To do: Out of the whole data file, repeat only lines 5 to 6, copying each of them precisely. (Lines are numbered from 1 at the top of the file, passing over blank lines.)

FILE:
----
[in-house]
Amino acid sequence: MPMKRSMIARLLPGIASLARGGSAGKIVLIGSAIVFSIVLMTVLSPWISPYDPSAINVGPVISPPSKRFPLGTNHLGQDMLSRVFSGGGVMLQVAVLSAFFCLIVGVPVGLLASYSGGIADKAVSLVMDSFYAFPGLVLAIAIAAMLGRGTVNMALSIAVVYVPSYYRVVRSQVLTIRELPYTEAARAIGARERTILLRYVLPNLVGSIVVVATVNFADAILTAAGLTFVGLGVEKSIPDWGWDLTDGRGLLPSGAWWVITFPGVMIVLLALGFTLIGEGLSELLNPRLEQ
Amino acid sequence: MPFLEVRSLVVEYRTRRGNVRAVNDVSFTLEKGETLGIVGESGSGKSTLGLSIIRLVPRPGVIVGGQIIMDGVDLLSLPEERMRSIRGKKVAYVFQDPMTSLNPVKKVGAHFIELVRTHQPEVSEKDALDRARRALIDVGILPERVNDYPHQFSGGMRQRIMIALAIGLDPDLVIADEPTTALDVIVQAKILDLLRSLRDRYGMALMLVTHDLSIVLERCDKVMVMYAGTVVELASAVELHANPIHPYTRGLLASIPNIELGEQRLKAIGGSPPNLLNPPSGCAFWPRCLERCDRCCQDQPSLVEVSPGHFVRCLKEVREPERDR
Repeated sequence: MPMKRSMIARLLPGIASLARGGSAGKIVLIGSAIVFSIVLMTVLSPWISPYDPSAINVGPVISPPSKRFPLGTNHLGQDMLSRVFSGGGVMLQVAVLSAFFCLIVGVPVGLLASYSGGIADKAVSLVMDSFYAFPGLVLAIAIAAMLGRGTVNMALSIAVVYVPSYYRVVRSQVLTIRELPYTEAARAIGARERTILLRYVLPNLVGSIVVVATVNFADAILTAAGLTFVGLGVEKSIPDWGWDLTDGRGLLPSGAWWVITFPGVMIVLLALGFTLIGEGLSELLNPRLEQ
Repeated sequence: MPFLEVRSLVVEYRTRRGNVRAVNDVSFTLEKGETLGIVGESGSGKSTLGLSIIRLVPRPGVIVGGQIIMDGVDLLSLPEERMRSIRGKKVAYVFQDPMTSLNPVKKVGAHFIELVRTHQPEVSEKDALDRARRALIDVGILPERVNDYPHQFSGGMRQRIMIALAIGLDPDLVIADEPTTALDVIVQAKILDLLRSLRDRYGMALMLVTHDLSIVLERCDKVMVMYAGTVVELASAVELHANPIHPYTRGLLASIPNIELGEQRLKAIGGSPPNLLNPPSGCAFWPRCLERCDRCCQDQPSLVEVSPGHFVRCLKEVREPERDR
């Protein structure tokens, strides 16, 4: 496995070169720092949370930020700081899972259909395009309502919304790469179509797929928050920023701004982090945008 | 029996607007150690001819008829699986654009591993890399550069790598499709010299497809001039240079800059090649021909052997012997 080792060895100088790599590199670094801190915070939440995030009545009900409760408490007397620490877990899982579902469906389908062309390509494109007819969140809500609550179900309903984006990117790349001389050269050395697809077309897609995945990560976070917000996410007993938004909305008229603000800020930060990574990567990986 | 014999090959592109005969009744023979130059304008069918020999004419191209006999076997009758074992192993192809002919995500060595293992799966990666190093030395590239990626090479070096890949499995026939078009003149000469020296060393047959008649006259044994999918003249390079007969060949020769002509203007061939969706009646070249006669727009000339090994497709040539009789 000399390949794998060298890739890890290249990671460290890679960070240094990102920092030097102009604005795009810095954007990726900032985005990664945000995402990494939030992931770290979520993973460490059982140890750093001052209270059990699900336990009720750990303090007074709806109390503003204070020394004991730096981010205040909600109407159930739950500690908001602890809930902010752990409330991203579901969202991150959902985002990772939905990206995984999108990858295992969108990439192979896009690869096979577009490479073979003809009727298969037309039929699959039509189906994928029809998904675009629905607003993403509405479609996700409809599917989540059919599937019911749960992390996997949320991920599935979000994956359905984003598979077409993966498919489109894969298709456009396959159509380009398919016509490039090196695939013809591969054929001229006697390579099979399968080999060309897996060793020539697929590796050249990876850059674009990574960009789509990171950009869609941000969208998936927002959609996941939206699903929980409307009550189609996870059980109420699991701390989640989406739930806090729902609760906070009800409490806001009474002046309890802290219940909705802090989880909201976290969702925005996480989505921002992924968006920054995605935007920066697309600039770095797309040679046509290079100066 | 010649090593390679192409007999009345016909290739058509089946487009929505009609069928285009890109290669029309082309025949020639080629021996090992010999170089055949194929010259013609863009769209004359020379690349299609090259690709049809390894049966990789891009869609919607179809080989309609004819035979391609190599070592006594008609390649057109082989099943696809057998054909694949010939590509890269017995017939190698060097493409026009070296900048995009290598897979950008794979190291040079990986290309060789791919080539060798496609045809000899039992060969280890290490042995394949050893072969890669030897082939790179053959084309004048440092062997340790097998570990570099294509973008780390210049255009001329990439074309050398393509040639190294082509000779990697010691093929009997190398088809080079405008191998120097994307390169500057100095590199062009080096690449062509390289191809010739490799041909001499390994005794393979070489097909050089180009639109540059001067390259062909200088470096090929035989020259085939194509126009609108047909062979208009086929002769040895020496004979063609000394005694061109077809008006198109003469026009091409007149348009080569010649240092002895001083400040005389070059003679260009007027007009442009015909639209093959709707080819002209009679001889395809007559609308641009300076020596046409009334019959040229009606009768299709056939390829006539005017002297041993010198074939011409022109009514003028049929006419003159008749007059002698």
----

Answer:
Repeated sequence: MPFLEVRSLVVEYRTRRGNVRAVNDVSFTLEKGETLGIVGESGSGKSTLGLSIIRLVPRPGVIVGGQIIMDGVDLLSLPEERMRSIRGKKVAYVFQDPMTSLNPVKKVGAHFIELVRTHQPEVSEKDALDRARRALIDVGILPERVNDYPHQFSGGMRQRIMIALAIGLDPDLVIADEPTTALDVIVQAKILDLLRSLRDRYGMALMLVTHDLSIVLERCDKVMVMYAGTVVELASAVELHANPIHPYTRGLLASIPNIELGEQRLKAIGGSPPNLLNPPSGCAFWPRCLERCDRCCQDQPSLVEVSPGHFVRCLKEVREPERDR
């Protein structure tokens, strides 16, 4: 496995070169720092949370930020700081899972259909395009309502919304790469179509797929928050920023701004982090945008 | 029996607007150690001819008829699986654009591993890399550069790598499709010299497809001039240079800059090649021909052997012997 080792060895100088790599590199670094801190915070939440995030009545009900409760408490007397620490877990899982579902469906389908062309390509494109007819969140809500609550179900309903984006990117790349001389050269050395697809077309897609995945990560976070917000996410007993938004909305008229603000800020930060990574990567990986 | 014999090959592109005969009744023979130059304008069918020999004419191209006999076997009758074992192993192809002919995500060595293992799966990666190093030395590239990626090479070096890949499995026939078009003149000469020296060393047959008649006259044994999918003249390079007969060949020769002509203007061939969706009646070249006669727009000339090994497709040539009789 000399390949794998060298890739890890290249990671460290890679960070240094990102920092030097102009604005795009810095954007990726900032985005990664945000995402990494939030992931770290979520993973460490059982140890750093001052209270059990699900336990009720750990303090007074709806109390503003204070020394004991730096981010205040909600109407159930739950500690908001602890809930902010752990409330991203579901969202991150959902985002990772939905990206995984999108990858295992969108990439192979896009690869096979577009490479073979003809009727298969037309039929699959039509189906994928029809998904675009629905607003993403509405479609996700409809599917989540059919599937019911749960992390996997949320991920599935979000994956359905984003598979077409993966498919489109894969298709456009396959159509380009398919016509490039090196695939013809591969054929001229006697390579099979399968080999060309897996060793020539697929590796050249990876850059674009990574960009789509990171950009869609941000969208998936927002959609996941939206699903929980409307009550189609996870059980109420699991701390989640989406739930806090729902609760906070009800409490806001009474002046309890802290219940909705802090989880909201976290969702925005996480989505921002992924968006920054995605935007920066697309600039770095797309040679046509290079100066 | 010649090593390679192409007999009345016909290739058509089946487009929505009609069928285009890109290669029309082309025949020639080629021996090992010999170089055949194929010259013609863009769209004359020379690349299609090259690709049809390894049966990789891009869609919607179809080989309609004819035979391609190599070592006594008609390649057109082989099943696809057998054909694949010939590509890269017995017939190698060097493409026009070296900048995009290598897979950008794979190291040079990986290309060789791919080539060798496609045809000899039992060969280890290490042995394949050893072969890669030897082939790179053959084309004048440092062997340790097998570990570099294509973008780390210049255009001329990439074309050398393509040639190294082509000779990697010691093929009997190398088809080079405008191998120097994307390169500057100095590199062009080096690449062509390289191809010739490799041909001499390994005794393979070489097909050089180009639109540059001067390259062909200088470096090929035989020259085939194509126009609108047909062979208009086929002769040895020496004979063609000394005694061109077809008006198109003469026009091409007149348009080569010649240092002895001083400040005389070059003679260009007027007009442009015909639209093959709707080819002209009679001889395809007559609308641009300076020596046409009334019959040229009606009768299709056939390829006539005017002297041993010198074939011409022109009514003028049929006419003159008749007059002698």